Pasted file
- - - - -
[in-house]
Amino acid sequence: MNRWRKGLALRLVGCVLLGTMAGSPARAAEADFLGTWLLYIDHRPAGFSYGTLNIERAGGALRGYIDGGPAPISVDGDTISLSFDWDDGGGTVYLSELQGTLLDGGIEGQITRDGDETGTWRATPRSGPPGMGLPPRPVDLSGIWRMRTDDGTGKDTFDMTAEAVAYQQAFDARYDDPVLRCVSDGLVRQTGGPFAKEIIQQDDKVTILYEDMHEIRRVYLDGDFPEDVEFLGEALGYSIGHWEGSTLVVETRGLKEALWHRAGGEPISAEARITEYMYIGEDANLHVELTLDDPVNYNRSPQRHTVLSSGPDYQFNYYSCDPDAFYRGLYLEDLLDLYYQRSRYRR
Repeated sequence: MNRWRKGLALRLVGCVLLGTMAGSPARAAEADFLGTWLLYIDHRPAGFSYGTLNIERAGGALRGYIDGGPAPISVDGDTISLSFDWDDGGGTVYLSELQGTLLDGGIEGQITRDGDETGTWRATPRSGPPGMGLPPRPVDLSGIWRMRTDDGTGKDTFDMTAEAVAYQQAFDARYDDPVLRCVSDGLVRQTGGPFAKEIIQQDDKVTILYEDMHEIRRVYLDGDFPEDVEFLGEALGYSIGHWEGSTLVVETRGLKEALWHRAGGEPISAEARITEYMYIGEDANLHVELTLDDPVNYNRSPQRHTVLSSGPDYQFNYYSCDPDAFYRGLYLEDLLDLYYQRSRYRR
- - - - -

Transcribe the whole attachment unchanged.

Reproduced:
[in-house]
Amino acid sequence: MNRWRKGLALRLVGCVLLGTMAGSPARAAEADFLGTWLLYIDHRPAGFSYGTLNIERAGGALRGYIDGGPAPISVDGDTISLSFDWDDGGGTVYLSELQGTLLDGGIEGQITRDGDETGTWRATPRSGPPGMGLPPRPVDLSGIWRMRTDDGTGKDTFDMTAEAVAYQQAFDARYDDPVLRCVSDGLVRQTGGPFAKEIIQQDDKVTILYEDMHEIRRVYLDGDFPEDVEFLGEALGYSIGHWEGSTLVVETRGLKEALWHRAGGEPISAEARITEYMYIGEDANLHVELTLDDPVNYNRSPQRHTVLSSGPDYQFNYYSCDPDAFYRGLYLEDLLDLYYQRSRYRR
Repeated sequence: MNRWRKGLALRLVGCVLLGTMAGSPARAAEADFLGTWLLYIDHRPAGFSYGTLNIERAGGALRGYIDGGPAPISVDGDTISLSFDWDDGGGTVYLSELQGTLLDGGIEGQITRDGDETGTWRATPRSGPPGMGLPPRPVDLSGIWRMRTDDGTGKDTFDMTAEAVAYQQAFDARYDDPVLRCVSDGLVRQTGGPFAKEIIQQDDKVTILYEDMHEIRRVYLDGDFPEDVEFLGEALGYSIGHWEGSTLVVETRGLKEALWHRAGGEPISAEARITEYMYIGEDANLHVELTLDDPVNYNRSPQRHTVLSSGPDYQFNYYSCDPDAFYRGLYLEDLLDLYYQRSRYRR